Among the initiatives created by Bush was the President’s Emergency Plan for AIDS Relief, or PEPFAR, which seeks to provide HIV medications to countries with limited resources. (Trump sought to reduce funding for that by $1 billion, although that proposal was rejected by Congress.)

Bush also sought to repeal the travel ban that prevented foreign nationals with HIV from entering the United States. Congress repealed the ban during the Bush administration, and the policy was completely changed after a rule change in the Obama years.

In 2003, the Bush administration announced approval for widespread use of rapid HIV testing, which was new technology at the time. Previously, testing was only allowed in clinics, but the change permitted testing in mobile sites.

Carl Schmid, deputy director of the AIDS Institute, said Bush “was a leader” in many respects on HIV/AIDS, but there were challenges in his White House.

“In the beginning, they wouldn’t mention the word ‘condom’ in anything, they wouldn’t mention ‘gay men,’ they stressed abstinence-only-until-marriage programs, and this was at a time when same-sex couples couldn’t get married, so it really didn’t make sense to the populations that are most impacted by HIV,” Schmid said.

The restrictions on language, Schmid said, is comparable to the Trump administration, which has declined to explicitly identify LGBT people as high-risk groups in statements on HIV/AIDS.

The various policies on LGBT and HIV/AIDS issues in the Bush and Trump administrations have lent themselves to considerable debate on which presidency is worse for LGBT people.

Solmonese said Trump is “unquestionably” worse on LGBT issues than his Republican predecessor, citing the transgender military ban and appointment of officials like Betsy DeVos.

“Everything he says is grounded in the language of division, of us versus them,” Solmonese added. “If someone else is getting something it means that it’s being taken from you. He has consistently used dog whistle politics to send coded messages to extremists and white supremacists. That behavior doesn’t just set us back, it puts us in real danger.”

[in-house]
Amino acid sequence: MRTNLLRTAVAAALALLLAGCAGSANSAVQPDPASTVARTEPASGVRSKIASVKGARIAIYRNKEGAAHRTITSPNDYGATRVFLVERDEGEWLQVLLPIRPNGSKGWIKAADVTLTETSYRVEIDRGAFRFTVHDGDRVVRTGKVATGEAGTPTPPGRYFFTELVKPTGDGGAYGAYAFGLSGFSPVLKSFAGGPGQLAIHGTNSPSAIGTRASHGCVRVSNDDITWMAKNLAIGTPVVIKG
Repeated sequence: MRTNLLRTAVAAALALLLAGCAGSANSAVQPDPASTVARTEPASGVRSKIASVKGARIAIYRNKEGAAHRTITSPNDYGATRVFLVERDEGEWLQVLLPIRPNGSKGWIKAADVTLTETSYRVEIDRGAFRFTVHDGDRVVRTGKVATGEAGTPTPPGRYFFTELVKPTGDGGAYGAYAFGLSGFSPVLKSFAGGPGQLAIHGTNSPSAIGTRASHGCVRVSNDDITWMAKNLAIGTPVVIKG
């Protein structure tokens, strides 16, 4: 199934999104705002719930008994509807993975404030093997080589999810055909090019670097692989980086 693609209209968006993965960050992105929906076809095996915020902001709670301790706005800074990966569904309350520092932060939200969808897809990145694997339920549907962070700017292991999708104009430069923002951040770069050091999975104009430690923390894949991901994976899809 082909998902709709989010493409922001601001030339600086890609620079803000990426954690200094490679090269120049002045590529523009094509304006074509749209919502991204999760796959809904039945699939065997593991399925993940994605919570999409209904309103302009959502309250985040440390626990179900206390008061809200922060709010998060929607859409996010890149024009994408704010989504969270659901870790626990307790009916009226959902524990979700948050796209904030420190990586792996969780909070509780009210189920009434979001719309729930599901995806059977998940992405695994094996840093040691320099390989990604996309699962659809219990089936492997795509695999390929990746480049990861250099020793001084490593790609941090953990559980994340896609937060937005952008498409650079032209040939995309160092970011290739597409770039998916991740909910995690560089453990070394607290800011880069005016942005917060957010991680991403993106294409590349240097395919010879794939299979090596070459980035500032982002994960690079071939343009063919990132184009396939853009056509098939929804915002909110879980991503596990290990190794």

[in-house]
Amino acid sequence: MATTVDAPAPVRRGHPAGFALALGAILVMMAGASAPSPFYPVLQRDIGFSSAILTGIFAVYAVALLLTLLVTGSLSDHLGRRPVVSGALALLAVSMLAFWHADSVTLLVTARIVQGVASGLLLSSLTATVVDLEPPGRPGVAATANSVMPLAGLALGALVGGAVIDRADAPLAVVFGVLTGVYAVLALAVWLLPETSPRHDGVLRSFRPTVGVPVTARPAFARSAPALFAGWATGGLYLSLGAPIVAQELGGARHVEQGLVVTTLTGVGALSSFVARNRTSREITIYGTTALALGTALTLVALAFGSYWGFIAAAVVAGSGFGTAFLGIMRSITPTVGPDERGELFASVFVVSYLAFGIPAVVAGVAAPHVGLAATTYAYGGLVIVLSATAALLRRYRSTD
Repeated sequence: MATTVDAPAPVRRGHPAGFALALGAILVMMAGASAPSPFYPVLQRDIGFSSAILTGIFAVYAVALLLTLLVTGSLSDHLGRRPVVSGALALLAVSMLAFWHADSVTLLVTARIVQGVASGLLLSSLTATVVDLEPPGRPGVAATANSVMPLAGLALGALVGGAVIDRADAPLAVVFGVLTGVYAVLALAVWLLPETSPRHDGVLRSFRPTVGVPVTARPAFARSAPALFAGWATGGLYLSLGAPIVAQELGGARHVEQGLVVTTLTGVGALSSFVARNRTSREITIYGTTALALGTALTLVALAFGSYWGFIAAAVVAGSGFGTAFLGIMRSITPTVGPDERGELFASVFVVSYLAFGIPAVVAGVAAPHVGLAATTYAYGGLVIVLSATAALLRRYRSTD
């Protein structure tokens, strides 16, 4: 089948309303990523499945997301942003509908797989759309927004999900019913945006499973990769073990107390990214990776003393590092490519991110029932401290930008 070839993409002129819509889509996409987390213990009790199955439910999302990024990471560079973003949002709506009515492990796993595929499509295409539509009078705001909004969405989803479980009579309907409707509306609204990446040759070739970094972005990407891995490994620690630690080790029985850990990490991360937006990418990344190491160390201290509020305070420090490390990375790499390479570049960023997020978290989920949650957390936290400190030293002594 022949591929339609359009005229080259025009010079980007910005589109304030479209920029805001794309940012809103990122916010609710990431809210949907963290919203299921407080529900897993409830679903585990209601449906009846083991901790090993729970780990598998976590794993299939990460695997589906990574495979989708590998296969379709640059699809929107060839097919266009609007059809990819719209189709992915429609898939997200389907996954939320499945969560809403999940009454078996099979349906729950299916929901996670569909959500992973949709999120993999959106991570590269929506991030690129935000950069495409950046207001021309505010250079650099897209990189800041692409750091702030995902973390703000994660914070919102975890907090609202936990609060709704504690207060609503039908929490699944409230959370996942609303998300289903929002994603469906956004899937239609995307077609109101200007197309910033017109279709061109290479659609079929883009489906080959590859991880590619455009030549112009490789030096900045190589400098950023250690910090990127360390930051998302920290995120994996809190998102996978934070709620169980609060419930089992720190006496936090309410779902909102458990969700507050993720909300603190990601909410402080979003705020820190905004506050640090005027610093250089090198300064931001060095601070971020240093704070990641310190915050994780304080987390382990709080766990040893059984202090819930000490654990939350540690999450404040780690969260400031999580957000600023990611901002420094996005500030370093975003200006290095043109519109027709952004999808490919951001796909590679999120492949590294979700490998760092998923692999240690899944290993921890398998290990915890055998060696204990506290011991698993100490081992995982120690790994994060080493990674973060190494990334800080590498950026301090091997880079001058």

Michelangelo Signorile, a New York-based gay progressive activist and radio host on SiriusXM, declared in an essay in September that Trump as a result of his anti-LGBT policy is “the most anti-LGBTQ president in U.S. history.”

“It's clear, both by his actions and the outcomes of them which will only increase exponentially, that Trump is already the most anti-LGBTQ president in U.S. history,” Signorile said. “That is something we must demand that political reporters, many of whom were duped in 2016 and then duped millions more, begin to focus on. It's a fact that must be stated emphatically beginning right now.”

Given the similarities in anti-LGBT policy, could the Bush presidency afford any lessons learned to LGBT advocates in the Trump administration?

After all, gay rights supporters were able to defeat the Federal Marriage Amendment on two occasions despite strong Republican majorities in Congress. The passage of state marriage amendments could also serve as guides even though their victories, and by large margins, devastated gay couples.

Solmonese said a primary lesson should be solidarity of the LGBT movement with other groups facing oppression under the Trump administration, recalling support in the Bush years from the labor, reproductive choice and broader civil rights movement.

“When we think about our position towards the Trump administration and how we engage with the Trump administration, it isn't just on behalf of LGBT people and our issues, but on behalf of the broader progressive coalition in which we stand and with whom we stood when attacks were being lobbed against us,” Solmonese said.